Upon reading the cases cited by the parties and several other cases on the subject of whether a jury should have considered a plaintiff's comparative fault, see Garrett v. Brown, 319 Ark. 662, 893 S.W.2d 784 (1995); Skinner v. R.J. Griffin & Co., supra; Wingate Taylor-Maid Transp. v. Baker, 310 Ark. 731, 840 S.W.2d 179 (1992), we have determined that the facts in the case at bar are most like those in Young v. Johnson, supra, the case relied upon by appellant. As in Young, there is no substantial evidence that appellant failed to do something that a reasonably careful person would do or did something that a reasonably careful person would not do under the circumstances, which is the definition of negligence. See Ethyl Corp. v. Johnson, 345 Ark. 476, 49 S.W.3d 644 (2001). Also, as in Young, any insinuation that appellant was negligent and contributed to her own injuries is conjecture. It is not uncommon for people to sit on toilet lids to perform various tasks, and there is no evidence that appellant slipped on the floor or fell onto the seat, as appellee speculates. Further, this case differs from the case that appellee cites, Turner v. Stewart, because in Turner, there was substantial evidence that the plaintiff engaged in behavior that contributed to her own injuries. We therefore conclude that the trial court should have granted appellant's motion for a directed verdict on comparative fault and should not have instructed the jury on that issue.[1]

    Appellant argues next that the trial court erred in refusing her proffer of a jury instruction on res ipsa loquitur. A party is entitled to a jury instruction when it is a correct statement of the law and there is some basis in the evidence to support the giving of the instruction. Barker v. Clark, 343 Ark. 8, 33 S.W.3d 476 (2000). The appellate courts will not, however, reverse a trial court's refusal to give a proffered instruction unless there was an abuse of discretion. Id.

    In order for the doctrine of res ipsa loquitur to apply, four essential elements must be established: (1) the defendant owes a duty to the plaintiff to use due care; (2) the accident is caused by the thing or instrumentality under the control *133 of the defendant; (3) the accident that caused the injury is one that, in the ordinary course of things, would not occur if those having control and management of the instrumentality used proper care; (4) there is absence of evidence to the contrary. Barker v. Clark, supra. In describing the doctrine of res ipsa loquitur, our supreme court has stated:

    The doctrine of res ipsa loquitur was developed to assist in the proof of negligence where the cause of an unusual happening connected with some instrumentality in the exclusive possession and control of the defendant could not be readily established by the plaintiff. The theory was that since the instrumentality was in the possession of the defendant, justice required that the defendant be compelled to offer an explanation of the event or be burdened with a presumption of negligence.

    Id. at 14, 33 S.W.3d at 480 (quoting Reece v. Webster, 221 Ark. 826, 829, 256 S.W.2d 345, 347 (1953)). The supreme court has also observed that:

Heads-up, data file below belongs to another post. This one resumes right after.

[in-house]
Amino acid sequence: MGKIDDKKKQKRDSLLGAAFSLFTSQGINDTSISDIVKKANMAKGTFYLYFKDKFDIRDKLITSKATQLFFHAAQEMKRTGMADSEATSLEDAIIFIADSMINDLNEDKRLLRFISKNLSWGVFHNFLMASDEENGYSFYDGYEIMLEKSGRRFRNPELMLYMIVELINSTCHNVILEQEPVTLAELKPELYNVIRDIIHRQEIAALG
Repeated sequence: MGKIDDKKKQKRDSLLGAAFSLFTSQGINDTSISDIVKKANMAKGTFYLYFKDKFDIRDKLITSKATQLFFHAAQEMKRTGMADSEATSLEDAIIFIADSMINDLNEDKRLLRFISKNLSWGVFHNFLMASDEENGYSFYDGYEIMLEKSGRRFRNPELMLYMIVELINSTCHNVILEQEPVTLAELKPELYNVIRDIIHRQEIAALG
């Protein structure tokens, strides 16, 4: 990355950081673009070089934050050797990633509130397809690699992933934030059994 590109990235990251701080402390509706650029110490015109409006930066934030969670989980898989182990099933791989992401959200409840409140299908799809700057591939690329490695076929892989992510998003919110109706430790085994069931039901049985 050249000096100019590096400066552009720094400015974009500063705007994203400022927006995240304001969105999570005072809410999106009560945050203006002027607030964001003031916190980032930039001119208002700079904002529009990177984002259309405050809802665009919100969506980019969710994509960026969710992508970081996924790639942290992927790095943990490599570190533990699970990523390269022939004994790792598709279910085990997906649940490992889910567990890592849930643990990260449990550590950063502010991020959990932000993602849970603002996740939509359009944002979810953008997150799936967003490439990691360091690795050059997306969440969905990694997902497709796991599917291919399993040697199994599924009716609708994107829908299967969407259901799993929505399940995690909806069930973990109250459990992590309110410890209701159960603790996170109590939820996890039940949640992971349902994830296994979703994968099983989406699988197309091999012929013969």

In the words of Mr. Justice Holmes, res ipsa loquitur is "merely a short way of saying that, so far as the court can see, the jury, from their experience as men of the world, may be warranted in thinking that an accident of this particular kind commonly does not happen except in consequence of negligence, and that therefore there is a presumption of fact, in the absence of explanation or other evidence which the jury believe, that it happened in consequence of negligence in this case." Graham v. Badger, 164 Mass. 42, 41 N.E. 61. This is the kind of inference that jurors commonly are allowed to make from circumstantial evidence, the only difference being that, when res ipsa loquitur applies, the circumstantial evidence from which the inference is drawn is the fact of the injury itself, plus the few obvious facts which surround the injury but do not clearly explain how it happened.

    Coca-Cola Bottling Co. v. Hicks, 215 Ark. 803, 807, 223 S.W.2d 762, 764-65 (1949).

    In the case at bar, the trial judge refused the instruction based on his determination that there was evidence of appellant's comparative fault. Indeed, several Arkansas cases have strongly suggested that evidence of a plaintiff's negligence precludes the application of res ipsa loquitur. See, e.g., Barker v. Clark, supra at 14, 33 S.W.3d at 481; Phillips v. Elwood Freeman Co., Inc., 294 Ark. 548, 550, 745 S.W.2d 127, 129 (1988); Coca-Cola Bottling Co. v. Hicks, supra at 807, 223 S.W.2d at 765. However, because we have determined that there was no substantial evidence of appellant's negligence in this case and that the issue of comparative fault should not have been presented to the jury, we see no impediment to the court instructing the jury on res ipsa loquitur. The instruction offered by appellant was a correct statement of the law, being based on AMI Civil 610 (2004), which informs the jury that, if the elements of res ipsa loquitur are met, they are permitted but not required to infer that the defendant was negligent. Additionally, given the circumstances surrounding the incident in this case, there was "some basis in the evidence" from which the jury could have inferred appellee's negligence from the fact of the injury itself, i.e., that the toilet lid, in the ordinary course of things, would not have detached from the toilet assembly if appellee had used proper care.

    In light of the foregoing, we reverse and remand this case for a new trial.

    BIRD and ROAF, JJ., agree.


    [1] The jury rendered a general verdict in this case, so we do not know if the jury actually assigned some fault to appellant or merely concluded that appellee was not negligent. Thus, appellant cannot demonstrate that she was prejudiced by the jury's consideration of the comparative-fault issue. However, our supreme court has recognized that proving prejudice under these circumstances is an impossible burden, and prejudice will instead be presumed. See Skinner v. R.J. Griffin & Co., supra; Little Rock Elec. Contr. v. Okonite Co., 294 Ark. 399, 744 S.W.2d 381 (1988).